Secretary of State Hillary Clinton and other world leaders discuss Libya at NATO meetings in Berlin. Photo by Saul Loeb/AFP/Getty Images.
Secretary of State Hillary Clinton is in Berlin for a series of talks with NATO foreign ministers on how to proceed with air strikes and other measures to protect civilians in Libya amid calls from rebels, as well as France and Britain, to step up support of the opposition.
There are divisions within NATO over how far the alliance should go in enforcing its goal of protecting civilians; Turkey and Germany, for example, are opposed and have not contributed fighter jets.
Clinton said NATO nations are “sharing the same goal, which is to see the end of the regime of Moammar Gadhafi in Libya.” The United States has scaled back its involvement from the early days of the three-week-old air campaign — the Pentagon said the American military is now responsible for roughly 35 percent of air strikes.
Meanwhile in Misrata, one of the cities where civilians have been most intensely impacted by the fighting, witnesses reported a new round of shelling Thursday, with unconfirmed reports of casualties. The campaign by forces loyal to Gadhafi has left the city short of medical supplies, food and water as rebels struggle to hold on to their only bastion in the western part of the country.
Japan’s Emperor Visits Survivors, Police Search for Victims
Japanese Emperor Akihito and Empress Michiko visited two shelters in Asahi, near the Pacific coast, meeting with survivors and offering consolation to those left homeless by the March 11 earthquake and tsunami. Some 140,000 people are still in temporary shelters after homes were destroyed. The evacuation of the area near the damaged Fukushima Dai-ichi nuclear plant has fueled frustrations for those already displaced by the natural disaster.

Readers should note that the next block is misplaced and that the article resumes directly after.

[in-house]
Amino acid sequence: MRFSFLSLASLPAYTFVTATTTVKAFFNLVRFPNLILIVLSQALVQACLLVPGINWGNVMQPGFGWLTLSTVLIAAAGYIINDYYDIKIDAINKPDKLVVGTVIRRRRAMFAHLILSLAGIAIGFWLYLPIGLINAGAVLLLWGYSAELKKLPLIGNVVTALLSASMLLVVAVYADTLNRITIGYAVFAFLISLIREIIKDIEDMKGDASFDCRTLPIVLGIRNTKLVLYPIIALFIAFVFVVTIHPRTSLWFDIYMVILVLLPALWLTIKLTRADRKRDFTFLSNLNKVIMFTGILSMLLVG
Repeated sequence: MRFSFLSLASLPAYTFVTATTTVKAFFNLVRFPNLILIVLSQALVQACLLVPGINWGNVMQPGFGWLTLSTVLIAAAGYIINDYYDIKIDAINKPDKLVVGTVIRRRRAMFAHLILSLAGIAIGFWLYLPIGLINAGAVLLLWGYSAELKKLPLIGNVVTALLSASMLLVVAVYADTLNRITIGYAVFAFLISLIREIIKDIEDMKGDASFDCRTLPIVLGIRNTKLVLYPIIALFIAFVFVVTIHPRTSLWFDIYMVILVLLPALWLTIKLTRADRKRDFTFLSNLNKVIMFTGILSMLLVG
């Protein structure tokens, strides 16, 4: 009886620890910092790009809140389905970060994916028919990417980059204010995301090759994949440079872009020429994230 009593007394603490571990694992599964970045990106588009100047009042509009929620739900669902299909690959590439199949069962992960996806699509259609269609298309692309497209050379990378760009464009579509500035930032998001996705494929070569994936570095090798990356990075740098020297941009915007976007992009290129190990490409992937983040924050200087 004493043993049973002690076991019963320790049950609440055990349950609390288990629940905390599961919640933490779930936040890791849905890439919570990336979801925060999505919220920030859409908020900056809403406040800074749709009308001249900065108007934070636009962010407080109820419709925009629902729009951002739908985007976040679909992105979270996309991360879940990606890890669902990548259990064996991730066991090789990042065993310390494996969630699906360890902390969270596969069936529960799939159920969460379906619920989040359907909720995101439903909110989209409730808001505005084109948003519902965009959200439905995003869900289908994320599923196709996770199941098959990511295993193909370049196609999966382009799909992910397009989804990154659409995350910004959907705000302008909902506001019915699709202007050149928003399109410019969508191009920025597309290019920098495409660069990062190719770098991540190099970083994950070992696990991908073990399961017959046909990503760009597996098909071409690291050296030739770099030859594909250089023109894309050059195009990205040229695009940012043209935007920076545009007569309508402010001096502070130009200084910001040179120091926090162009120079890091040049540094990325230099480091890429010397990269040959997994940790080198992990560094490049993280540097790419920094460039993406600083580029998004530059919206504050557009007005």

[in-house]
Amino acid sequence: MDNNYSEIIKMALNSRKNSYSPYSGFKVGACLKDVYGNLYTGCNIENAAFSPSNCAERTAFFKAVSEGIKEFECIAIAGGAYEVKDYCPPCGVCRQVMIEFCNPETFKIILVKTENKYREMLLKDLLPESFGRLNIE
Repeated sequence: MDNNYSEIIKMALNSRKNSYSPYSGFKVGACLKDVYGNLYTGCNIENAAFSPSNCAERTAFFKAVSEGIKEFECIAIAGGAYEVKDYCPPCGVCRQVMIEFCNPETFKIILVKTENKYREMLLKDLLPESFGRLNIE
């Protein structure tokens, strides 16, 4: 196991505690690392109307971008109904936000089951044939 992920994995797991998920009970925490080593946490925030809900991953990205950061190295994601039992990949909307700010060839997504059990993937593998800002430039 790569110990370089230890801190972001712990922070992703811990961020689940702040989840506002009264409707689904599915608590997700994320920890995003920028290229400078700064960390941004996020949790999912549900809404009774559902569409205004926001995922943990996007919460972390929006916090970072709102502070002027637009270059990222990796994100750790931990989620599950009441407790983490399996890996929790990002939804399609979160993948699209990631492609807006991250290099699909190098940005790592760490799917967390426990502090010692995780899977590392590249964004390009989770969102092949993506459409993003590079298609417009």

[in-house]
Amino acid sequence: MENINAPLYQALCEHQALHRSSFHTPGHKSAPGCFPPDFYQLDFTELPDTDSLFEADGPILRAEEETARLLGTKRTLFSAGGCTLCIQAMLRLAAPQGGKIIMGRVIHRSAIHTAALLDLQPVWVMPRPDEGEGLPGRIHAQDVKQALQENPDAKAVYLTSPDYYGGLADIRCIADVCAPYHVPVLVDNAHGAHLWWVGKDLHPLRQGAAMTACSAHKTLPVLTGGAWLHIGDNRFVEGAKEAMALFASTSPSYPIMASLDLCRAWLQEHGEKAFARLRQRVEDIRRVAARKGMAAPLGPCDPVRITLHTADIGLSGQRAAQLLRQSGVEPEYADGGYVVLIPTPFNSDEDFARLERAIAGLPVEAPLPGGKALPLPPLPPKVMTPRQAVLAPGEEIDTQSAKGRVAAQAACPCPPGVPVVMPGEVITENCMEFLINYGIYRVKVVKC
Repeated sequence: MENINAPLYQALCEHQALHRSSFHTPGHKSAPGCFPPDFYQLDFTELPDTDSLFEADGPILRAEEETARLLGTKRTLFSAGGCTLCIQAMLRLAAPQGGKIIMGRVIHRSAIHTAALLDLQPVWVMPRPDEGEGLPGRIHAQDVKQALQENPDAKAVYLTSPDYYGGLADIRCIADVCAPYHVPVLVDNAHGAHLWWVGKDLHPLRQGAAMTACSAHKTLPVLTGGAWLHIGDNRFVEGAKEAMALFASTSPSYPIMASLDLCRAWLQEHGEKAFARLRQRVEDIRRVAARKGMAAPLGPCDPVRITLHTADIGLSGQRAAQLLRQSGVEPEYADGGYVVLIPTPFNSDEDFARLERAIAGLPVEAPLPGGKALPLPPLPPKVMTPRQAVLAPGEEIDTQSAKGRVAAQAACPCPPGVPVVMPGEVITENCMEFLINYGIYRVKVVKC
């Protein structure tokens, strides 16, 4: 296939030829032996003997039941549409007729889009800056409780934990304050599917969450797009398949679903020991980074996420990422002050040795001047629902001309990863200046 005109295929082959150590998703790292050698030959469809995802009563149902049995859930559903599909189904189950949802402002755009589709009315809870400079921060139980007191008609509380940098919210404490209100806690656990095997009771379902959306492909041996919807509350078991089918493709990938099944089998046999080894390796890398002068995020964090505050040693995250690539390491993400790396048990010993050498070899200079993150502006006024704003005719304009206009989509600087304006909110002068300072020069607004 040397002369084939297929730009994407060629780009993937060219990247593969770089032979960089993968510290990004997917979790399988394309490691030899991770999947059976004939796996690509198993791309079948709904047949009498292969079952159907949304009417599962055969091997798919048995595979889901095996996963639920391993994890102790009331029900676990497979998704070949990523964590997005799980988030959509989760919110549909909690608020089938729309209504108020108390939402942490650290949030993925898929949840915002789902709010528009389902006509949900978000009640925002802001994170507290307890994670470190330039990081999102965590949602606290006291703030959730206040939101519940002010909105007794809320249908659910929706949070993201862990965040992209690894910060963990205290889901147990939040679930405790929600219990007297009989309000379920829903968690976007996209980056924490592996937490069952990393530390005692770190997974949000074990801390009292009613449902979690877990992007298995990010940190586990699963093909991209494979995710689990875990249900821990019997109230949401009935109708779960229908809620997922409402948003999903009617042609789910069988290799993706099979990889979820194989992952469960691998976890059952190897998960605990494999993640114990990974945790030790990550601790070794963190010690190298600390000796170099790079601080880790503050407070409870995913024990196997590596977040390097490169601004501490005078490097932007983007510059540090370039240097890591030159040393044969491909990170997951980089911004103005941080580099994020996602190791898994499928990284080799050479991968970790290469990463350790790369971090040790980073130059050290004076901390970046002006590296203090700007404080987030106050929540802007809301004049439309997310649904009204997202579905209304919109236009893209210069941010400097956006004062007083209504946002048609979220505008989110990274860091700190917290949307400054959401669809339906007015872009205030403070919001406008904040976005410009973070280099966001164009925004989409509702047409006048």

Police in protective suits have begun searching the area near the facility for the estimated 1,000 bodies remaining in the radiation zone. Thus far, 13,500 bodies have been identified, but many more remain missing and are presumed dead.
Workers at the plant continued efforts to rid the reactors of radioactive water to allow for more direct cooling efforts. Tokyo Electric Power Company has said the water levels remain high, despite efforts to rid the plant of radioactive water by dumping it into the Pacific Ocean.
North Korea Identifies American in Custody
North Korea’s state television said an American citizen being held in the country has “admitted his crime” and will be indicted. Though his identity has not been confirmed by U.S. officials, South Korea’s Yonhap news agency reported that the man was a Korea-American businessman from California who was arrested in November on religious grounds.
The State Department, which has no diplomatic representation in North Korea, has called for his release, via the Swedish Embassy in Pyongyang.
News of the man’s arrest follows several high-profile detentions, including journalists Laura Ling and Euna Lee, who were sentenced to hard labor but later released after a visit from former President Bill Clinton in 2009. Last year, former President Jimmy Carter helped secure the release of Aijalon Mahli Gomes, who received a similar sentence after allegedly entering the country illegally from China.
The sinking of the South Korean warship Cheonan in March 2010 and the shelling of Yeonpyeong Island in November exacerbated tensions both on the Korean Peninsula and with the United States, which maintains a military presence in South Korea.
Protesters Gather at BP Shareholders’ Meeting
Demonstrators in London clashed with police and beat drums outside a gathering of BP shareholders Thursday, the first such meeting since the oil spill in the Gulf of Mexico last year. Some protesters said they had flown to London from the Gulf coast to bring attention to the ongoing effects of the spill on the environment and on those whose livelihoods depend on fishing. The fallout from the spill has so far cost the company an estimated $40 billion.
CEO Bob Dudley is expected to address a $16 billion deal in Russia and executive pay issues. The deal in Russia would provide BP with access to portions of the Arctic Circle.